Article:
Now, with the benefit of data more clearly showing that schools have not been a major source of covid-19 spread, Fauci has become more bullish on in-person education. “Close the bars and keep the schools open,” Fauci said on ABC News on Sunday, before adding that there is no “one size fits all” solution to the problem.
The constructive response — indeed the adult response — would be for Paul to warmly welcome Fauci’s recalibration. Instead, he blasted the scientist on Twitter. When alt-right activist Jack Posobiec tweeted that Fauci owed Paul an apology, the senator wrote: “No, he owes one to every single parent and school-age child in America.”
Paul is wrong. Fauci owes no one an apology, and the demand for the doctor’s atonement is about as anti-science as you can get.
Paul has no standing to ask an apology of anyone, given all the misinformation he has advanced in recent months. Will the senator apologize for arguing in September that New York had already attained herd immunity — a claim that became even more offensive in recent weeks as cases and hospitalizations in the state surged, along with those in the rest of the country? Will he apologize for citing a study to back up that claim when in fact that study made the opposite point? Or for casting doubt on the effectiveness of wearing masks, against scientific evidence?
In response to request for comment for this article, Paul made clear he will not apologize, doubling down on his claims. He added, “Fauci for six months denied the data supporting opening of schools. He now agrees with the data we presented to him six months ago.”
But Fauci has always recognized the need to keep kids in schools as much as possible. In June, he told CNN that keeping schools closed in the fall because of safety concerns might be “a bit of a reach,” recognizing that children tend have milder or even no symptoms. But he also said, "I hesitate to make any broad statements about whether it is or is not quote ‘safe’ for kids to come back to school,” and stressed that “children can get infected, so, yes, so you’ve got to be careful.”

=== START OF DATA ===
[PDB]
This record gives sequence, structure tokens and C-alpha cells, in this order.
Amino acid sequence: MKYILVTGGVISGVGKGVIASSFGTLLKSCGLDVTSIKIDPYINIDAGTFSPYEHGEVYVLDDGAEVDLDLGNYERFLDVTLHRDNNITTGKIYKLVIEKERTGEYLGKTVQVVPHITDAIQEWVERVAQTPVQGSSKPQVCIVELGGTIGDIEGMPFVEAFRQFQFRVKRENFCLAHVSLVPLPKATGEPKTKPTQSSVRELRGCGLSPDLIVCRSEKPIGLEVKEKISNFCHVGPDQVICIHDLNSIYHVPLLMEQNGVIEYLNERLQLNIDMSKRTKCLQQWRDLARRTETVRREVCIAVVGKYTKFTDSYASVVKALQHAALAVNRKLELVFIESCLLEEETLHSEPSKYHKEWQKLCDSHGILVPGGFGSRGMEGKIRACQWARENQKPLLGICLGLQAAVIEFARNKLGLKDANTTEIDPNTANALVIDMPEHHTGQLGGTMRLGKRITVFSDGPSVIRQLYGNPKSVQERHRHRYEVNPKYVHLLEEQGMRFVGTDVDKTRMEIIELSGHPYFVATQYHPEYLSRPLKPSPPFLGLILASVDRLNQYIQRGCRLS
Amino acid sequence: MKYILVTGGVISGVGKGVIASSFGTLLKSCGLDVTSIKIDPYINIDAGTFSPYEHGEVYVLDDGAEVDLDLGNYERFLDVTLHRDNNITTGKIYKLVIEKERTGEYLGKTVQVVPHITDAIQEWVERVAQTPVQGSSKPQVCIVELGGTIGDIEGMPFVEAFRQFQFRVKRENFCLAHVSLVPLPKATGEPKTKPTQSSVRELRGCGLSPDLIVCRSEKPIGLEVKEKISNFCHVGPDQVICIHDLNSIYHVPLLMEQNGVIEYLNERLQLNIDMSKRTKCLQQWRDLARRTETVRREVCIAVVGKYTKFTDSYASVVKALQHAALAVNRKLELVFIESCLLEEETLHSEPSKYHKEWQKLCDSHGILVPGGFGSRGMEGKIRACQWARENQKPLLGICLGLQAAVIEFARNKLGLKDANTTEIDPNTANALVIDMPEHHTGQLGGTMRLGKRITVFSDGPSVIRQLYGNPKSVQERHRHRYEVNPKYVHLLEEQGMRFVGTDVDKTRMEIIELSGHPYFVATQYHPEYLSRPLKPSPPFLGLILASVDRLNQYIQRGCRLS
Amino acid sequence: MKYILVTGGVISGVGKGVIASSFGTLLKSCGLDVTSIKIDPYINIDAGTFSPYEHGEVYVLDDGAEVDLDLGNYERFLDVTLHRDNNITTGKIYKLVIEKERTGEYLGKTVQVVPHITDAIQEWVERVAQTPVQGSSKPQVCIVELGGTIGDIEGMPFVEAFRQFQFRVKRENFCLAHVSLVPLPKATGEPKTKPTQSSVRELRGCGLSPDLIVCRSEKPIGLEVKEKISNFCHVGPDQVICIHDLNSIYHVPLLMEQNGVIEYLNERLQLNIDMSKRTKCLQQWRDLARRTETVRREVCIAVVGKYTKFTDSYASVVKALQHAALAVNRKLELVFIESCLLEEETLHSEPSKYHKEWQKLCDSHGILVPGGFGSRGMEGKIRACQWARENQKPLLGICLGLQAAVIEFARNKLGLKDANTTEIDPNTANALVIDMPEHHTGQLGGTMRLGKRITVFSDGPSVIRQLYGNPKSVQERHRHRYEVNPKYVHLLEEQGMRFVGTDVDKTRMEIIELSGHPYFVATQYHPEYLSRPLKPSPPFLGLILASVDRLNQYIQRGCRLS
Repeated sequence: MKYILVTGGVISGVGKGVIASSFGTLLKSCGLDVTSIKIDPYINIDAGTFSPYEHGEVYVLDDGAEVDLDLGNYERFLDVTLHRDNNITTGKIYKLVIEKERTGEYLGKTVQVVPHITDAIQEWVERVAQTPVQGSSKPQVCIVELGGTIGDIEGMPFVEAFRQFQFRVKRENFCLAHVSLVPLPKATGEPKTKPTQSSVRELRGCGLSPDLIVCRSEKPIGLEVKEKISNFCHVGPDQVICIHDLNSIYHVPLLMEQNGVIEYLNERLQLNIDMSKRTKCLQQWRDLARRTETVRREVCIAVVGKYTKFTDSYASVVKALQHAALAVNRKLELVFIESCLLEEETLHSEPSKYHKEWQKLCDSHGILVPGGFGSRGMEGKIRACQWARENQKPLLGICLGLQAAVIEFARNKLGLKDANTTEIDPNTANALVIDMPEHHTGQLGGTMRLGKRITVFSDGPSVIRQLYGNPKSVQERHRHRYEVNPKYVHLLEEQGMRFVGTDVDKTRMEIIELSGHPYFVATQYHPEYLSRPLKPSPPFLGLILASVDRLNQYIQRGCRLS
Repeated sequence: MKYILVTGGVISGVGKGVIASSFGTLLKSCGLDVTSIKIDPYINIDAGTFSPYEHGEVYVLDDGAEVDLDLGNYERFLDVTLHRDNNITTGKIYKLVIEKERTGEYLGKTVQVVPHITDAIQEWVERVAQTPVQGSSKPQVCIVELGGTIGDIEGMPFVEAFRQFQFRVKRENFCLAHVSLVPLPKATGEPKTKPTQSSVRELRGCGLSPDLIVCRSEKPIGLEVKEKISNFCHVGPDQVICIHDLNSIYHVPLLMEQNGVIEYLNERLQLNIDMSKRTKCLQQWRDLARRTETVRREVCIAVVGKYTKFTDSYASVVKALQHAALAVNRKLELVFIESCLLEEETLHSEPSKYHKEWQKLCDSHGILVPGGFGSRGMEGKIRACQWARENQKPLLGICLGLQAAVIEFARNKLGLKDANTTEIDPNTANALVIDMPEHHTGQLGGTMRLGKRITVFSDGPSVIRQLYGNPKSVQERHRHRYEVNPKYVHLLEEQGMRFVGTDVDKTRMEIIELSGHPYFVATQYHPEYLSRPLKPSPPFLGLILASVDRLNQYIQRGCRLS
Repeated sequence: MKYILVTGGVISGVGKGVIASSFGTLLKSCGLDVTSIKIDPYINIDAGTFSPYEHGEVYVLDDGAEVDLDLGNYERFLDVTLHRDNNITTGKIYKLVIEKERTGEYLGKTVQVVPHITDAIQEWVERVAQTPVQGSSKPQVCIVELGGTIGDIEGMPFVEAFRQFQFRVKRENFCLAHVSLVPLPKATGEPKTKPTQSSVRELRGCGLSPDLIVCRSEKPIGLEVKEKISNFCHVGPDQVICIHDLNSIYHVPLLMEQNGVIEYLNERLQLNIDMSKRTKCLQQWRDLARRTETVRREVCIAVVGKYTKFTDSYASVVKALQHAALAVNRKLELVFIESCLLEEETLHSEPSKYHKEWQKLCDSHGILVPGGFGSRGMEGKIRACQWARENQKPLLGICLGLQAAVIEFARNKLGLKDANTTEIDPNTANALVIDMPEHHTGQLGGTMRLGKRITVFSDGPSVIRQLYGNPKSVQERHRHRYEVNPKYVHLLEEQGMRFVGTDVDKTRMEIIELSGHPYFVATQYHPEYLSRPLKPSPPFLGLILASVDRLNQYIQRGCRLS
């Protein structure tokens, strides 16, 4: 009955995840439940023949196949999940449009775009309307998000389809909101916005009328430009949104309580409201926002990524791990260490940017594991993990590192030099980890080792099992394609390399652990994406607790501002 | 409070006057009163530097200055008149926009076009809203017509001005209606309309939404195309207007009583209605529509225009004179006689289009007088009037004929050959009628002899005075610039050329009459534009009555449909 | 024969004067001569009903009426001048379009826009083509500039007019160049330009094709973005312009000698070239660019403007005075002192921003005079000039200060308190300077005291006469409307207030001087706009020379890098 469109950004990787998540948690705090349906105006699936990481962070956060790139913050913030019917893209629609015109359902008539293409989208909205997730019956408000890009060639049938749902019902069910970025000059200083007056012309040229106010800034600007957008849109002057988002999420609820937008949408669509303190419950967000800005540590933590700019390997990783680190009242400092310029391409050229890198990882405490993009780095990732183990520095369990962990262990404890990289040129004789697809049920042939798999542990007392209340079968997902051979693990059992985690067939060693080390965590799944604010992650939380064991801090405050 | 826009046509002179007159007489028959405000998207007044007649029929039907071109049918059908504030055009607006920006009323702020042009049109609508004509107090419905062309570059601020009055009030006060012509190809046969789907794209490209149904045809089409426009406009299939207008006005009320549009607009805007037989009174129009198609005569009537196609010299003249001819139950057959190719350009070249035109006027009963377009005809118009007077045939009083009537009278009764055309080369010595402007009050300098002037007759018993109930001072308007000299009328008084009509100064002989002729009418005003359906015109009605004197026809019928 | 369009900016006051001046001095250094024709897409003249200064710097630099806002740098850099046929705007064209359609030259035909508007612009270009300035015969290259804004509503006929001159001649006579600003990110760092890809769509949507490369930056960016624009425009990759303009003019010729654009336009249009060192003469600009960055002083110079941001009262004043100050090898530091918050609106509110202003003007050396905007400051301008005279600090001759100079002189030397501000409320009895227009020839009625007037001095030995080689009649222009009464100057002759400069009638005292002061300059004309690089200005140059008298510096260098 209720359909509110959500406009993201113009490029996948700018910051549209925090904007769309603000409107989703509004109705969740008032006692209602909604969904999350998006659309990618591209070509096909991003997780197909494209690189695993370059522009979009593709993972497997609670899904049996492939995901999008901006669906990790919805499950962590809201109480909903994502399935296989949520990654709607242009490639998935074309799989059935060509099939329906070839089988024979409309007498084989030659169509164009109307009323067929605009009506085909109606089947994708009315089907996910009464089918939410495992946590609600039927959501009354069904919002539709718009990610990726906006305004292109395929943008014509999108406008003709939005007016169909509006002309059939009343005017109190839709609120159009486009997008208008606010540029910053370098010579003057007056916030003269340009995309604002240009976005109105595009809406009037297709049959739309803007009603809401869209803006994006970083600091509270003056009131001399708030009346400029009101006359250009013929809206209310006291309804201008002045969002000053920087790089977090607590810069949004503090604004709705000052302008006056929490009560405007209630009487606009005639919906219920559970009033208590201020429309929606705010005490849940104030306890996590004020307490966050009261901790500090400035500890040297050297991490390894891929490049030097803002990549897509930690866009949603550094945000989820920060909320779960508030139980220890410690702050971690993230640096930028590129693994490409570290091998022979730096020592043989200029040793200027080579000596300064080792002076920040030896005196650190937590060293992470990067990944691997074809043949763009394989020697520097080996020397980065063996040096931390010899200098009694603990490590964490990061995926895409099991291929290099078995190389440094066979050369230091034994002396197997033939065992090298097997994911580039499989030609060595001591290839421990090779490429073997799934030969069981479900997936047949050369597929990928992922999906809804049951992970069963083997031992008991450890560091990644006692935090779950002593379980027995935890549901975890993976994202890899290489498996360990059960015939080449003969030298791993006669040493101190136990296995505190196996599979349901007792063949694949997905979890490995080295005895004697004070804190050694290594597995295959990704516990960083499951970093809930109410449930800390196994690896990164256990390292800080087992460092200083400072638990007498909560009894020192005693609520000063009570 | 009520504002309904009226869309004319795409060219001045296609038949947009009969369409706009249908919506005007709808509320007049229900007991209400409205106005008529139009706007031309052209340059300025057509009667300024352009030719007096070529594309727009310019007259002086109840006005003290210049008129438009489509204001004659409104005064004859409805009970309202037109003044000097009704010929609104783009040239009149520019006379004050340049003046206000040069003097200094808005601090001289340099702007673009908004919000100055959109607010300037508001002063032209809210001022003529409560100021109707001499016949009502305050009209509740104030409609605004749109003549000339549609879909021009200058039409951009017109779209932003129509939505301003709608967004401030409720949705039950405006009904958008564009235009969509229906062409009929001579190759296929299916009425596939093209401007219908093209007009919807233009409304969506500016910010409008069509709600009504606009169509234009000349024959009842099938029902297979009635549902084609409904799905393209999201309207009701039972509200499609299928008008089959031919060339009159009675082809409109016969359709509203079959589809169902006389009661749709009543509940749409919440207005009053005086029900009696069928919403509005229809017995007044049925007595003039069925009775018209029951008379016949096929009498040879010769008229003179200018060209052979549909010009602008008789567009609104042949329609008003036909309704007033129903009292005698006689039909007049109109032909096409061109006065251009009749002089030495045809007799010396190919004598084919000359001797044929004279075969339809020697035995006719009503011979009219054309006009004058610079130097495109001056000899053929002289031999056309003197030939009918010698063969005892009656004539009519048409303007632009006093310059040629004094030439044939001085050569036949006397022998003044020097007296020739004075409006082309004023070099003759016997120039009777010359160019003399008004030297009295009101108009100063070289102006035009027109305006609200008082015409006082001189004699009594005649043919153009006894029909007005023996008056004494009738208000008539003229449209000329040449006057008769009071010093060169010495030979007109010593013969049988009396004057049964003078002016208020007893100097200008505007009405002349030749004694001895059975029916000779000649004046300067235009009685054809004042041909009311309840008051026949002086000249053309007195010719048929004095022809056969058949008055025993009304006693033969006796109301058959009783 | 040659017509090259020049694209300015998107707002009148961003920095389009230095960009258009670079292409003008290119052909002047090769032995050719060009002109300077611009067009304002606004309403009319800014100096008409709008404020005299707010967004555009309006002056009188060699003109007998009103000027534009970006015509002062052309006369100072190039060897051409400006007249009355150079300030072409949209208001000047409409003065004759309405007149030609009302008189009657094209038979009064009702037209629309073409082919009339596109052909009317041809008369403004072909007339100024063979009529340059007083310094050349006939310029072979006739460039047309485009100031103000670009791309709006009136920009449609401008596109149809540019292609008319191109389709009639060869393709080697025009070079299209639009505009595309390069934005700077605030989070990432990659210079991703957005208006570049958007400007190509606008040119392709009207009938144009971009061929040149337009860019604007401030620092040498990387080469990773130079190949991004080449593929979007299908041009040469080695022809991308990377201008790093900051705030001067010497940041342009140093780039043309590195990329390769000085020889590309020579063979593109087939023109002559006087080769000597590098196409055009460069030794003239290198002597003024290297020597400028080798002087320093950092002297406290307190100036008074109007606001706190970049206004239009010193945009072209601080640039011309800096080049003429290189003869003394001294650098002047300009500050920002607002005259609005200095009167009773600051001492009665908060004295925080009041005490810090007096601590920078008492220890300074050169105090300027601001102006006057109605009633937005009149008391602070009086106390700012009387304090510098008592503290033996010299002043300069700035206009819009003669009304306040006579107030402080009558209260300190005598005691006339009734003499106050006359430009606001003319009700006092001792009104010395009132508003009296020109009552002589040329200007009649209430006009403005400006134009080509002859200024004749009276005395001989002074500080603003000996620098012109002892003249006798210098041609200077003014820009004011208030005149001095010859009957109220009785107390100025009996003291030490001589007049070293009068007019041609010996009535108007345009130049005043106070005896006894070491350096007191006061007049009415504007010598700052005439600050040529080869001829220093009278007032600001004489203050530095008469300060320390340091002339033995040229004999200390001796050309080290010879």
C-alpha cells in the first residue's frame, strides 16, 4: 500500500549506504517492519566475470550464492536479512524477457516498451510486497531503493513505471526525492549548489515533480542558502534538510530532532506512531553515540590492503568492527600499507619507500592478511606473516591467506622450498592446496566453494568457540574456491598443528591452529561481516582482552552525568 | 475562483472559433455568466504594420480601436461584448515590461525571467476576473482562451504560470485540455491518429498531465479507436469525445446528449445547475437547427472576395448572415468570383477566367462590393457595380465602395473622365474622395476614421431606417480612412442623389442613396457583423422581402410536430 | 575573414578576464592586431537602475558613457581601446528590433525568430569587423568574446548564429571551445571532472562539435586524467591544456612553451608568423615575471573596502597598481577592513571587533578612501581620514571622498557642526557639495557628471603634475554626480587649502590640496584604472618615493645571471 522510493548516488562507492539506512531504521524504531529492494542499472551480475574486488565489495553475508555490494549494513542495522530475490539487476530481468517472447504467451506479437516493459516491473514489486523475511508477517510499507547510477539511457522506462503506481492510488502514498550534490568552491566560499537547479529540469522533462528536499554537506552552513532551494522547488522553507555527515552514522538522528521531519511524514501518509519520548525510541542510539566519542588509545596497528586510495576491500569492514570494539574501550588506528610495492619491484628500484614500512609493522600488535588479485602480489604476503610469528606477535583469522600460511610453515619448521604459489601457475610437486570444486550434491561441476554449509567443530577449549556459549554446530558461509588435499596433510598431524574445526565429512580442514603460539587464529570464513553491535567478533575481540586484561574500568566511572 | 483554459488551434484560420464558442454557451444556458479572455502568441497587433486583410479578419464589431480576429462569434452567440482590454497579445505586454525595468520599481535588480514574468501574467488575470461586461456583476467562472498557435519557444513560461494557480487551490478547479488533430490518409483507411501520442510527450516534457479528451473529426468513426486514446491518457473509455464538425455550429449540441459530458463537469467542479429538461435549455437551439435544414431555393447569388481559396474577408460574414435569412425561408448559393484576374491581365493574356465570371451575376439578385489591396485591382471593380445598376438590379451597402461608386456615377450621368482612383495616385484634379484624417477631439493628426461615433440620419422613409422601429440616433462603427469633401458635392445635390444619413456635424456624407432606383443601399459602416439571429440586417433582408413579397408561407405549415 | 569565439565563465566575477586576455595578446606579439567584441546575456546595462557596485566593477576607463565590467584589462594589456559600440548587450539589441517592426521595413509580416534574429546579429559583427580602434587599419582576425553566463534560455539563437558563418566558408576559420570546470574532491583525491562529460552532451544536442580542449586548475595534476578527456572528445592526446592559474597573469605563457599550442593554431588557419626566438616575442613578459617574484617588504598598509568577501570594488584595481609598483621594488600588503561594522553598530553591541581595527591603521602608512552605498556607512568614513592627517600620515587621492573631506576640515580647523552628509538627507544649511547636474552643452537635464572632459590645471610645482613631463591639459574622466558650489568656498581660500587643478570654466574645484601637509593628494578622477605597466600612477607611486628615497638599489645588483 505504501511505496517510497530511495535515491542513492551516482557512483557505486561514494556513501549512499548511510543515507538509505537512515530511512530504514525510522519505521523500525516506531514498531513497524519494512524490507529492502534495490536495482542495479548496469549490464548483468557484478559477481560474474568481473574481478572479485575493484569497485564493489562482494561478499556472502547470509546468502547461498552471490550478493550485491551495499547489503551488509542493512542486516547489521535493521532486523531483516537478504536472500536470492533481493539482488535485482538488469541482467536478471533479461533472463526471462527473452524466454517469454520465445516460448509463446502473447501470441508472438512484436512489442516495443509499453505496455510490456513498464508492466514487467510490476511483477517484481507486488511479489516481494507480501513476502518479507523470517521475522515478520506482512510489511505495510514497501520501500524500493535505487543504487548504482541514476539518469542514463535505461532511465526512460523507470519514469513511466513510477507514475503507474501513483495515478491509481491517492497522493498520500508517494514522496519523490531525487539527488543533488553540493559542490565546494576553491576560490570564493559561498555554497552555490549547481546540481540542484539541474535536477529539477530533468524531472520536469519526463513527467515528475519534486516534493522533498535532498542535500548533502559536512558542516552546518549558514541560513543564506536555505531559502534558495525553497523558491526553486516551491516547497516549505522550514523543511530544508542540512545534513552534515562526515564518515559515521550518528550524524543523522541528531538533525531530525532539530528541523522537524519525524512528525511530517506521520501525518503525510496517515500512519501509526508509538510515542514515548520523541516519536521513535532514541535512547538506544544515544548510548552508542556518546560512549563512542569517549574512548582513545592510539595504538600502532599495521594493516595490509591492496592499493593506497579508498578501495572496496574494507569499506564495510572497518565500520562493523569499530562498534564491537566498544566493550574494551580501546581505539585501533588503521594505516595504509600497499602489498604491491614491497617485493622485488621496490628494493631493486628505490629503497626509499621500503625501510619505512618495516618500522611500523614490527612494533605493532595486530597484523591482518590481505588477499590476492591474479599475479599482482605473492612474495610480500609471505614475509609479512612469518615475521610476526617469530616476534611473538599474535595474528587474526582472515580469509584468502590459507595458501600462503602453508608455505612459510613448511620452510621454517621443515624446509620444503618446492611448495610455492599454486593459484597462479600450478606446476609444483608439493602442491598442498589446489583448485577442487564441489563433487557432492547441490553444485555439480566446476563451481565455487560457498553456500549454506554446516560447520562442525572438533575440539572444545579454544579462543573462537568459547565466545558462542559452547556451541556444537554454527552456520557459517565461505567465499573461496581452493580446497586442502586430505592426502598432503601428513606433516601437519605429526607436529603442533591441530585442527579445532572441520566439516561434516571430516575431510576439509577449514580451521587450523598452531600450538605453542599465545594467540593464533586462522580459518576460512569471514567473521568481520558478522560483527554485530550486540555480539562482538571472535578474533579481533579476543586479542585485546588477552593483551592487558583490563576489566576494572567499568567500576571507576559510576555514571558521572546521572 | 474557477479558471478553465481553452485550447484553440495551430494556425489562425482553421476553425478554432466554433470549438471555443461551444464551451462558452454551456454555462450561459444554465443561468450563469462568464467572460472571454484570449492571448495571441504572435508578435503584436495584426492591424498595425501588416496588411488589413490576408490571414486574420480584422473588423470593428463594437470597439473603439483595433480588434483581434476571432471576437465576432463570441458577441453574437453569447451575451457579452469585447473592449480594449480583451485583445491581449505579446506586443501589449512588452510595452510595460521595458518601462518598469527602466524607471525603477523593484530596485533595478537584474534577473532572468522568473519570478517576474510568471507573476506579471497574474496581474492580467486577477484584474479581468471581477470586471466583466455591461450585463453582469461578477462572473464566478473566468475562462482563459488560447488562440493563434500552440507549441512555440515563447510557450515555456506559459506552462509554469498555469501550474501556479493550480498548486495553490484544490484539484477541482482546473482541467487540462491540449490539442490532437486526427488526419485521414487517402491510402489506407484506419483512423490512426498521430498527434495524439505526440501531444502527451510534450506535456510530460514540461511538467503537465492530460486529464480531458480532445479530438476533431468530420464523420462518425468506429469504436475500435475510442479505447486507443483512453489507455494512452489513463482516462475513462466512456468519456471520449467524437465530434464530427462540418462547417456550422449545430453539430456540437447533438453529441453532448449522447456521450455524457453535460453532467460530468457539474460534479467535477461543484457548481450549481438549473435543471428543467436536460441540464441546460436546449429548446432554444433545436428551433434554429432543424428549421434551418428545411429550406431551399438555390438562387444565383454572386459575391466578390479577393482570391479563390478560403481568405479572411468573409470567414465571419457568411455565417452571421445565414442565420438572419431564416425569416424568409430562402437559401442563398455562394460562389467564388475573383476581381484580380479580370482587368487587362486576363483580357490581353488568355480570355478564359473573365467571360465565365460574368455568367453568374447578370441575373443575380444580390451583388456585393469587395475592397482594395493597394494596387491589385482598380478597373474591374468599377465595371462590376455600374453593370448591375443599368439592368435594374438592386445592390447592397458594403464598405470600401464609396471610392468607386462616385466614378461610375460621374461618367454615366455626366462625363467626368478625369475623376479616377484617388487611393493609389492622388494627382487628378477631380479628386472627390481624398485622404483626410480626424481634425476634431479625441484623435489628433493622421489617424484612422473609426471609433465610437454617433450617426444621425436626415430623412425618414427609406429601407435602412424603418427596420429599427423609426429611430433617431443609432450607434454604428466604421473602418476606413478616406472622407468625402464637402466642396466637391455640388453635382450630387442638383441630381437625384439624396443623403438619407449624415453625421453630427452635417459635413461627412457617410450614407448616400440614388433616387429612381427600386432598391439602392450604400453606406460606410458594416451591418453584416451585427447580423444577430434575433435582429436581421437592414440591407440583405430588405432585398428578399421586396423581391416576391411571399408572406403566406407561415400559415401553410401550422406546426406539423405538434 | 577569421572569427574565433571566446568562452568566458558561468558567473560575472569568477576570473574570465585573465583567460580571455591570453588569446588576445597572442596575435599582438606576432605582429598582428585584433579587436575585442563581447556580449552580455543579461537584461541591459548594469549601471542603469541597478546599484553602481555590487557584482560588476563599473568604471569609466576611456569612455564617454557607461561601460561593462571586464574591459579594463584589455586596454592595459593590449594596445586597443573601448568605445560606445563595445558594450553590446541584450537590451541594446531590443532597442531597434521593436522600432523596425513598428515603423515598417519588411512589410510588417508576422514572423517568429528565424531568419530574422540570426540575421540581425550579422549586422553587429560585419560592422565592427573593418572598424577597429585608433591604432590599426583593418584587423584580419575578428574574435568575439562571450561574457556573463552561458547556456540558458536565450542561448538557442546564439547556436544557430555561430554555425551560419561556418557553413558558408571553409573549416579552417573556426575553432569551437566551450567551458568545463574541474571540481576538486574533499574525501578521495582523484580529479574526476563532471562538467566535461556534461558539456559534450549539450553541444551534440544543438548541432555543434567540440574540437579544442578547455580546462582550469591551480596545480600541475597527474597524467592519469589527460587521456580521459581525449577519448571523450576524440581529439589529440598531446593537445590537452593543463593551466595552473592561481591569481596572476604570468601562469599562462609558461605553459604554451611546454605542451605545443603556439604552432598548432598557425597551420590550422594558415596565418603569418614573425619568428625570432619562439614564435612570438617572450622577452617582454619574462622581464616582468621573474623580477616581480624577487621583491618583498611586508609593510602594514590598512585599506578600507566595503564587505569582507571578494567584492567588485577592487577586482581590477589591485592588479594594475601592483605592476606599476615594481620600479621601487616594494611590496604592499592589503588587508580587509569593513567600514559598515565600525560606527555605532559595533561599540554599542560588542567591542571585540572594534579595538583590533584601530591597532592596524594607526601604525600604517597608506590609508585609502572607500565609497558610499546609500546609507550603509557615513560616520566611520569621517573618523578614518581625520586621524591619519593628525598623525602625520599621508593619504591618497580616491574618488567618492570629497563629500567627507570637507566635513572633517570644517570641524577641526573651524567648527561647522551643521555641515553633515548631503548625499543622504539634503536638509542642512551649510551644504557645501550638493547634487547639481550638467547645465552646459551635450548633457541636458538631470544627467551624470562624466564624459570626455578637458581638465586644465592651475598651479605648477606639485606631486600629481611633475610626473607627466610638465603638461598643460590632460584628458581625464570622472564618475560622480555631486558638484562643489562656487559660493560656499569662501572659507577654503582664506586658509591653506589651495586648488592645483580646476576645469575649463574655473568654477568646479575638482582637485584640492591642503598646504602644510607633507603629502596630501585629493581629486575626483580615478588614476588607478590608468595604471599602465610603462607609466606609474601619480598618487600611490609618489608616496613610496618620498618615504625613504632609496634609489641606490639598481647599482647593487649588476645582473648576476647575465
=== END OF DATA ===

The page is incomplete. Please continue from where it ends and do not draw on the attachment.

In a briefing with media in August, Fauci reiterated this position: “There are some areas, like we’ve seen over the last couple of weeks … of very significant viral activity. Under those circumstances, you’ve got to use common sense. … It may not be prudent to get the children back to school in those areas. So, you got to say, ‘try as best as you can to get the children back to school, but one size does not fit all.’ ”
The message from Fauci has always been one of caution. For months, public health officials have been operating in a fog of war regarding what’s best for children and teachers. We’ve known for some time that kids are less likely to develop serious symptoms, but less clear has been whether they transmit the virus as quickly as adults; whether there are unseen long-term side effect of the disease; or whether kids are just as likely to spread the disease outside of school. Meanwhile, the consequences of remote learning and social isolation are piling up.
No matter what one believes on the issue, no one can deny that this poses extraordinarily difficult questions — perhaps the most difficult questions of the pandemic. That Fauci waited for more firm data to more forcefully advocate keeping schools open is not worthy of apology; it’s commendable.
In fact, it’s something we should want from public health scientists. We should want them to think independently and adjust their recommendations based on the evidence available. And we certainly want them to feel empowered to change their opinions without political backlash or retaliation.
That’s why Paul’s demand for an apology is so repugnant. And it’s made worse by the fact that Paul himself is a physician. He surely knows what’s at stake when he and others — especially the president — go after scientists. We can only assume he does so as part of a political performance — to demonize “elite” experts and to delegitimatize their attempts at addressing the pandemic.
There’s no question Fauci has stumbled from time to time. Early on, he regrettably called the virus “not a major threat.” And in the early days of the pandemic, he also repeatedly recommended against the general public wearing masks. But the difference between Fauci and politicians is that he has admitted that mixed messaging from himself and others has hurt the government’s response to the pandemic.
He has also changed his rhetoric as a result, to reflect the science. If only others would do the same.